Village savings and loan associations harness the existing social structure in villages to bring together people to make a financial contribution and save money as a community. That is a good example of funds being used as credit facilities and of a way for female entrepreneurs to get funding in locations where there are no traditional banking facilities. In Uganda, for example, more than 15,000 such savings groups have been established, and local people have now benefited from financial training. That is a good example of why savings groups are a key tool to promote female economic empowerment, so I hope the Government look at supporting such initiatives throughout the Commonwealth.

We need to reform the business, policy and legal ecosystem to ensure that it is not stifling female entrepreneurship and participation in trade. We need much better data to understand the barriers that prevent women from trading in the first place—what it is that is holding them back. We need to ensure that women have a voice when policies are being designed and implemented. It is also critical to acknowledge the work of the private sector, which has an important role to play in mentoring and training women to supply chain diversity programmes. All companies must be encouraged to create concrete opportunities for female entrepreneurs.

Secondly, the UK should champion an MBA scholarship initiative for 500 young women entrepreneurs and business leaders of the future from Commonwealth developing countries. That would give an opportunity for young female entrepreneurs to further their skills and to grow their businesses.

Thirdly, I congratulate CDC on its excellent commitment to close the economic gap between men and women. Forums such as the gender-smart investing summit in London have been successful in promoting collaboration between development finance institutions and encouraging them to work together. CDC is also encouraging women to be more economically active.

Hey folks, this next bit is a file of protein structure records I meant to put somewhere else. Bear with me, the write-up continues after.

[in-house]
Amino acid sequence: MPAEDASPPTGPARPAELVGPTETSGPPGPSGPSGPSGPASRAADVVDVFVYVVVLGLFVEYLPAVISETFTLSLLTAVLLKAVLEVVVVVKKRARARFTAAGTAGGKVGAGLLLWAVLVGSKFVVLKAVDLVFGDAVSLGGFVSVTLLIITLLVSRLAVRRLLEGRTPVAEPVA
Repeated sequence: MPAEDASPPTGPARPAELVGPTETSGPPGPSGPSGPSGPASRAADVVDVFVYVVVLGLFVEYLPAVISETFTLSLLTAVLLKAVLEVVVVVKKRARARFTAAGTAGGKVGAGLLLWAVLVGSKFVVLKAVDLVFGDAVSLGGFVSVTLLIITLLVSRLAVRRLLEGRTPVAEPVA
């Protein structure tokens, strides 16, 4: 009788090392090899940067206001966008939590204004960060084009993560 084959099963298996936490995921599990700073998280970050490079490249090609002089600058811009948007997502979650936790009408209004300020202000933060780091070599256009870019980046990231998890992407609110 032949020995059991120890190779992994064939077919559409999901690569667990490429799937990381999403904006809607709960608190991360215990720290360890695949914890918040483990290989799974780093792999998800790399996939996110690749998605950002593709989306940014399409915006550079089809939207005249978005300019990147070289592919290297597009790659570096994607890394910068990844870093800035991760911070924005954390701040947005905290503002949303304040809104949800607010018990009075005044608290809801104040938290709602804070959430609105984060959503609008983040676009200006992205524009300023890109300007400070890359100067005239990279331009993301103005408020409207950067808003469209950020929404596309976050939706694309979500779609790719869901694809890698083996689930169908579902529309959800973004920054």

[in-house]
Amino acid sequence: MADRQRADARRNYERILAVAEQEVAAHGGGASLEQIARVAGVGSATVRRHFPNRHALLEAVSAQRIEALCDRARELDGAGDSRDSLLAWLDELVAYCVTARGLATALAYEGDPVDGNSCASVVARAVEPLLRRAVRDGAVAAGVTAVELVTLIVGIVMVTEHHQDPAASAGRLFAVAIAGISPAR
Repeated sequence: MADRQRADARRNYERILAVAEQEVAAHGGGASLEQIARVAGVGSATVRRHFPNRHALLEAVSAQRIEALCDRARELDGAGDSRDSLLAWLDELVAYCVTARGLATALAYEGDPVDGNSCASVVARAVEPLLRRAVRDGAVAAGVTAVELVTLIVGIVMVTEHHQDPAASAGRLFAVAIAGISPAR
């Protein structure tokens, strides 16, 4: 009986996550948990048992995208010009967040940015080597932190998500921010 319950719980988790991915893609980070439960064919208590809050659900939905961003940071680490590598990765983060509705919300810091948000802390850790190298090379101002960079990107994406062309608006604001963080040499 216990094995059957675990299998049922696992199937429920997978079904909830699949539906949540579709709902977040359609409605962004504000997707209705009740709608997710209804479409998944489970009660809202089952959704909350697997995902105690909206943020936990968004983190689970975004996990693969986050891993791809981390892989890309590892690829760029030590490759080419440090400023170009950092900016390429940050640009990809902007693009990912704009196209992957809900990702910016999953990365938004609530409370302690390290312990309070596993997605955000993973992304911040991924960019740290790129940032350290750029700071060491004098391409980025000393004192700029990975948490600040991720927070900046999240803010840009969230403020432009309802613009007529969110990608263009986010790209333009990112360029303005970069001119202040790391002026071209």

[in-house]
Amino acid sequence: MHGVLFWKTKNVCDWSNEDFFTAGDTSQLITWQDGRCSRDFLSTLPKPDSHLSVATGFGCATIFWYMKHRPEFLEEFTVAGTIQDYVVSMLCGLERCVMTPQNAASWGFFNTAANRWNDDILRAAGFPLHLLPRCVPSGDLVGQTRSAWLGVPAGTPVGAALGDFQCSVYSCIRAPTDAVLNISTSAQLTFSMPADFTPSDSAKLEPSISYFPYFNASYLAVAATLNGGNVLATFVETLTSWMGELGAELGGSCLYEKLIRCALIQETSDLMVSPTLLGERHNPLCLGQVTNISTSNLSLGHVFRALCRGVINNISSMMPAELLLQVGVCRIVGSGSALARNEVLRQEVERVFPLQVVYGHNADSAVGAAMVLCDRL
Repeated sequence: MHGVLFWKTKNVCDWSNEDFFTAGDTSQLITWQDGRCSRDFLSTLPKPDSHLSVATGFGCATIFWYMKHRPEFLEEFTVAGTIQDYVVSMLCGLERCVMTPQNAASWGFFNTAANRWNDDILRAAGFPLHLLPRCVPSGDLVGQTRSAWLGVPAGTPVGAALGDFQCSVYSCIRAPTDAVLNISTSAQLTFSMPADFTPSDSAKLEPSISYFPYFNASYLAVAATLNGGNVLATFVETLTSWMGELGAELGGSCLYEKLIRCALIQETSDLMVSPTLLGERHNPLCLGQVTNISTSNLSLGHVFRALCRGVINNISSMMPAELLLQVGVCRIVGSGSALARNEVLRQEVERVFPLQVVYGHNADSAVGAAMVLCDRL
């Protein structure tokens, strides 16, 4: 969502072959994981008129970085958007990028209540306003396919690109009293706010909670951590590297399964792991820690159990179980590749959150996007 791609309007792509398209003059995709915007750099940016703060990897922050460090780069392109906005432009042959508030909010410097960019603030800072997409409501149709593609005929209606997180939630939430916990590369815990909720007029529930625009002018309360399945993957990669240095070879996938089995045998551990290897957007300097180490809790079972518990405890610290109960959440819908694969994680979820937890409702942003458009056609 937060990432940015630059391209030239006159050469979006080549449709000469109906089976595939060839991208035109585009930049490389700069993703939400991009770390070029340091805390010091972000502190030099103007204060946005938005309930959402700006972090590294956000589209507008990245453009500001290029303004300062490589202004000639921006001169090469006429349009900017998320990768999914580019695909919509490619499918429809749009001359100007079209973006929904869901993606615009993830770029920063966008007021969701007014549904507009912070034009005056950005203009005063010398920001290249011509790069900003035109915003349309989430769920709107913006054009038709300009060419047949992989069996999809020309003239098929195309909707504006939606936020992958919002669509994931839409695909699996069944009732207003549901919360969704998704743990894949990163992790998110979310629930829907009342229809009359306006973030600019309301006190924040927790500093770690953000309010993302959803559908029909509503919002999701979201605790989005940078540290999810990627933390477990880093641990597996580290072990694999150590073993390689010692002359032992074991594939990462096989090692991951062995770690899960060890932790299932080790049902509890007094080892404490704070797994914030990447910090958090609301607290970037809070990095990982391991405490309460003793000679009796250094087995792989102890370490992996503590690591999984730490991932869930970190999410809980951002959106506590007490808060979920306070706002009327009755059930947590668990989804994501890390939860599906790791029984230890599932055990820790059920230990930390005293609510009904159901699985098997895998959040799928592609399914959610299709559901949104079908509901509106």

To give a specific example, the Chemi & Cotex company in Tanzania manufactures the leading brand of toothpaste in east Africa. I was impressed to learn that women now make up nearly 50% of its workforce. All the women who head up the sales branches join the company in junior roles and develop their skills within the business. That type of outreach programme is vital to help women to participate fully in the local economy. We must leverage the power of female entrepreneurship and continue to promote gender equality.

Fourthly, the UK should organise a business forum that brings together women entrepreneurs from across the Commonwealth. It would be a great opportunity for women entrepreneurs to share best practice and to forge networks, but also a chance to reflect on and take stock of the progress that we have made with different trade and gender initiatives, to determine the next steps for the future, and to reflect on the 2017 WTO Buenos Aires declaration on trade and women’s economic empowerment.

Finally, the UK should appoint a new special envoy on women’s economic empowerment in the Commonwealth to work at international level across the Department for International Development, the Foreign Office and the Department for International Trade. That would be an extremely powerful way to champion gender equality further. The new envoy could work with the new WTO working group on women and trade, which is expected to be agreed at the upcoming WTO ministerial conference in June of this year. It would allow an opportunity for a co-ordinated and harmonised UK approach truly to unleash the potential of women entrepreneurship in Commonwealth developing countries.

I believe that 2020 is an important year for women’s economic empowerment. It marks 25 years since the adoption of the Beijing declaration and platform for action, while little more than two years has passed since 127 countries launched the 2017 WTO Buenos Aires declaration on trade and women’s economic empowerment. Ahead of the June CHOGM in Rwanda, the issue must continue to be high on the agenda of the various economic groupings in the Commonwealth, from the G20 and the African Continental Free Trade Agreement to APEC, or Asia-Pacific Economic Co-operation. The UK has made a strong commitment to the trade and gender equality agenda, and I hope that in 2020 the UK Government will continue to build on the success of the African investment summit, scaling up that ambition even further.